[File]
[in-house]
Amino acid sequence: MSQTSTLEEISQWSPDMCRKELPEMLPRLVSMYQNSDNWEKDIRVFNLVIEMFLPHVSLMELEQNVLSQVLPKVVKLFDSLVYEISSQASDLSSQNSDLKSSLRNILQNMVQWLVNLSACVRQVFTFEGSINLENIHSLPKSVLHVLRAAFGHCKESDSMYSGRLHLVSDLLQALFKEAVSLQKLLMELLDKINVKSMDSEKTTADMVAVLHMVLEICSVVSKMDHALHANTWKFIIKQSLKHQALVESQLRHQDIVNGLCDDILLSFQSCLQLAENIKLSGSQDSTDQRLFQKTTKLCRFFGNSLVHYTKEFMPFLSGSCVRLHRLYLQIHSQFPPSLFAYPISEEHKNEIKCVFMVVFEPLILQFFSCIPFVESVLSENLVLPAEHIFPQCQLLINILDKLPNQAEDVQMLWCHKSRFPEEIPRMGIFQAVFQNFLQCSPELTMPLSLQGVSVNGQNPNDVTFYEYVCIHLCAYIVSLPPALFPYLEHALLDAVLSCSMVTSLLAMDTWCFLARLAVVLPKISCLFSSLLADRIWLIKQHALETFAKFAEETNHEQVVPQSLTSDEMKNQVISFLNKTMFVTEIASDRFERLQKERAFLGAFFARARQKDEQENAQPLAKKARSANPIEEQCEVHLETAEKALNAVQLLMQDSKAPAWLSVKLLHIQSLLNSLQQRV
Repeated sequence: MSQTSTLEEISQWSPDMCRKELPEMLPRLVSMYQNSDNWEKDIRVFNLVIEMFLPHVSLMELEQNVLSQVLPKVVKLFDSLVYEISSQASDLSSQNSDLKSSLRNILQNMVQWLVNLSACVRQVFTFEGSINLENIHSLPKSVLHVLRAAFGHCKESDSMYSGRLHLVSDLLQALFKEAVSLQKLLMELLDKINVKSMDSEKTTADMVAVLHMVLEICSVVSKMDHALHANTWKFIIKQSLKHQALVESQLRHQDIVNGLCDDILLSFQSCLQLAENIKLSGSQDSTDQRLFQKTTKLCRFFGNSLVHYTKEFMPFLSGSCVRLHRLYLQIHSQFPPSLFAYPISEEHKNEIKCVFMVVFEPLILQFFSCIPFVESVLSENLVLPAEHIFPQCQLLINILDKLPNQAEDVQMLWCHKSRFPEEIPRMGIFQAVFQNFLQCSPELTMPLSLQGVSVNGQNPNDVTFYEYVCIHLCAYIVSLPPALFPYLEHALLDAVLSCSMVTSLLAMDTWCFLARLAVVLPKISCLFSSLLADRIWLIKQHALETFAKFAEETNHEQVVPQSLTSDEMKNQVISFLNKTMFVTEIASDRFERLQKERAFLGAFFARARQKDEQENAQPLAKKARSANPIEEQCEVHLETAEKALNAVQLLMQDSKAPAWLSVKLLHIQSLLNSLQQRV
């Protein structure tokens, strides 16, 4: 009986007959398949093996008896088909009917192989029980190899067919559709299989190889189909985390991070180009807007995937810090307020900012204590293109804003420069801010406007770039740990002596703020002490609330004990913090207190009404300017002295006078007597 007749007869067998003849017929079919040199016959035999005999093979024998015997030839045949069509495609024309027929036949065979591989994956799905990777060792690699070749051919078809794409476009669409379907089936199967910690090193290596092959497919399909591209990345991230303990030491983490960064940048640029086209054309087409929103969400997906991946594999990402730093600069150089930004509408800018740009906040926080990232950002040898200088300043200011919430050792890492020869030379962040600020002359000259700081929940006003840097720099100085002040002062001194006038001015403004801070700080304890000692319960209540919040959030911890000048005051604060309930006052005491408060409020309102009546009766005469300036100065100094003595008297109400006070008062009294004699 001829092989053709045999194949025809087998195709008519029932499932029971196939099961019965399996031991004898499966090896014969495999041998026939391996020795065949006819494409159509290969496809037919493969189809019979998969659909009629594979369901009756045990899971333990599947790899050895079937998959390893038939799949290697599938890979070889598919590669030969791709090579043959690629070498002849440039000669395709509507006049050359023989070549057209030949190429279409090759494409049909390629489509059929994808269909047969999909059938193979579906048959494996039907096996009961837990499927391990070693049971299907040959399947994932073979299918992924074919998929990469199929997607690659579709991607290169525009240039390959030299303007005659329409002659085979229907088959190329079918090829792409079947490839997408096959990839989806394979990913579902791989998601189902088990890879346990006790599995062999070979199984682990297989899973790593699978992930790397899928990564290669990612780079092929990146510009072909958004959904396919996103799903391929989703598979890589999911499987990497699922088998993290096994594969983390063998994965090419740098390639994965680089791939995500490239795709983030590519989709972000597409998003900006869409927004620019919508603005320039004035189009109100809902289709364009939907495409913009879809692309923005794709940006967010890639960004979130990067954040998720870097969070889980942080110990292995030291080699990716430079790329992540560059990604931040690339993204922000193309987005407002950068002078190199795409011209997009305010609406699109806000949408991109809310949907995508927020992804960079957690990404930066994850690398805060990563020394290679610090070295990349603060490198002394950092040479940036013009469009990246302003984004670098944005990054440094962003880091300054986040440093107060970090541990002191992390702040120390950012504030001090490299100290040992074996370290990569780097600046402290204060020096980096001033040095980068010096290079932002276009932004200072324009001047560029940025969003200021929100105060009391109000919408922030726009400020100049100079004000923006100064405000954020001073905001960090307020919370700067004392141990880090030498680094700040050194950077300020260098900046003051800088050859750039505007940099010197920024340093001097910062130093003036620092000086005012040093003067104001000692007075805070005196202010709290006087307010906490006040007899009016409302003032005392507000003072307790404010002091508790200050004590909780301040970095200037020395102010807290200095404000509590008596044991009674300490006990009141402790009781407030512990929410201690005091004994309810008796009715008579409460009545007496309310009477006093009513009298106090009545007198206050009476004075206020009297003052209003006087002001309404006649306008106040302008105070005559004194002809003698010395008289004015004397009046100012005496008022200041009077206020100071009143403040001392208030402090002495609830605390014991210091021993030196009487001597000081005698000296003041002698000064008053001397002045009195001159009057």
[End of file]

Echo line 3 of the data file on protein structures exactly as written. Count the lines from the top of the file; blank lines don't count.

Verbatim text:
Repeated sequence: MSQTSTLEEISQWSPDMCRKELPEMLPRLVSMYQNSDNWEKDIRVFNLVIEMFLPHVSLMELEQNVLSQVLPKVVKLFDSLVYEISSQASDLSSQNSDLKSSLRNILQNMVQWLVNLSACVRQVFTFEGSINLENIHSLPKSVLHVLRAAFGHCKESDSMYSGRLHLVSDLLQALFKEAVSLQKLLMELLDKINVKSMDSEKTTADMVAVLHMVLEICSVVSKMDHALHANTWKFIIKQSLKHQALVESQLRHQDIVNGLCDDILLSFQSCLQLAENIKLSGSQDSTDQRLFQKTTKLCRFFGNSLVHYTKEFMPFLSGSCVRLHRLYLQIHSQFPPSLFAYPISEEHKNEIKCVFMVVFEPLILQFFSCIPFVESVLSENLVLPAEHIFPQCQLLINILDKLPNQAEDVQMLWCHKSRFPEEIPRMGIFQAVFQNFLQCSPELTMPLSLQGVSVNGQNPNDVTFYEYVCIHLCAYIVSLPPALFPYLEHALLDAVLSCSMVTSLLAMDTWCFLARLAVVLPKISCLFSSLLADRIWLIKQHALETFAKFAEETNHEQVVPQSLTSDEMKNQVISFLNKTMFVTEIASDRFERLQKERAFLGAFFARARQKDEQENAQPLAKKARSANPIEEQCEVHLETAEKALNAVQLLMQDSKAPAWLSVKLLHIQSLLNSLQQRV